Feb 6 2012 9:30am

Pencil on Fire!: Carolyn Jewel’s Inspirations for Not Wicked Enough

Doorknob image by takomabibelot via FlickrToday, author Carolyn Jewel joins us to explain what faulty apertures  and a writing implement have to do with her upcoming release, Not Wicked Enough.

What do these two things have in common?

—A doorknob malfunction

—A flaming pencil

I will immediately end your suspense. Both of these things appear in my historical romance, Not Wicked Enough (Berkley Sensation, out Feb. 7). I don’t think it’s possible, or even desirable, to write a historical novel that is completely and infallibly accurate; there’s just no way to be sure about everything. All the same, I do like to be more accurate than not.  For my flaming pencil scene, I already had primary historical documentation that sparked the idea. The doorknob malfunction required separate research to be sure my idea was possible.

The Great Doorknob Malfunction

There is a scene in Not Wicked Enough in which the hero and heroine are trapped in a room after a doorknob breaks. When the idea first occurred to me I realized I did not know enough about Regency era doorknobs to know if this was even remotely possible. How did doors work in this period? Where there even actual doorknobs? All I really knew is that doors opened and closed and could be locked, just like today. I’d seen old door hardware in pictures and in person that was not like the door hardware of today. But I did not know how that other hardware actually worked or whether it existed in the Regency era.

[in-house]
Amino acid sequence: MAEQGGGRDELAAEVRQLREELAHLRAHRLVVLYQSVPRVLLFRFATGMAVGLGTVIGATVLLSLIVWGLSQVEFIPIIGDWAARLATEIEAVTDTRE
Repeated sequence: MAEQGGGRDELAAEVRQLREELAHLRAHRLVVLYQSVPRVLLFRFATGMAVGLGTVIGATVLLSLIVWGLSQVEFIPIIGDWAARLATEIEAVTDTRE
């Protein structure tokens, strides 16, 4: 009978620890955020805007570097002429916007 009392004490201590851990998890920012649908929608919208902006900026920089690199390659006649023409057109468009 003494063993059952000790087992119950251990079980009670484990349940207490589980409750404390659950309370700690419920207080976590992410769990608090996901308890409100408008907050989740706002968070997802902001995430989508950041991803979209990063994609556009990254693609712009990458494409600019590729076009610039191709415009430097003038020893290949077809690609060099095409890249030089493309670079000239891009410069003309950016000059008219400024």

I strongly suspected that the turning knobs of today had not yet been invented, and I was right. The latching and locking mechanisms of doors were somewhat varied, and an old house would, as you can imagine, be very likely have a range of hardware, depending on such things as the age of the house, when the interior might have been remodeled, and, even, the preferences of the owner.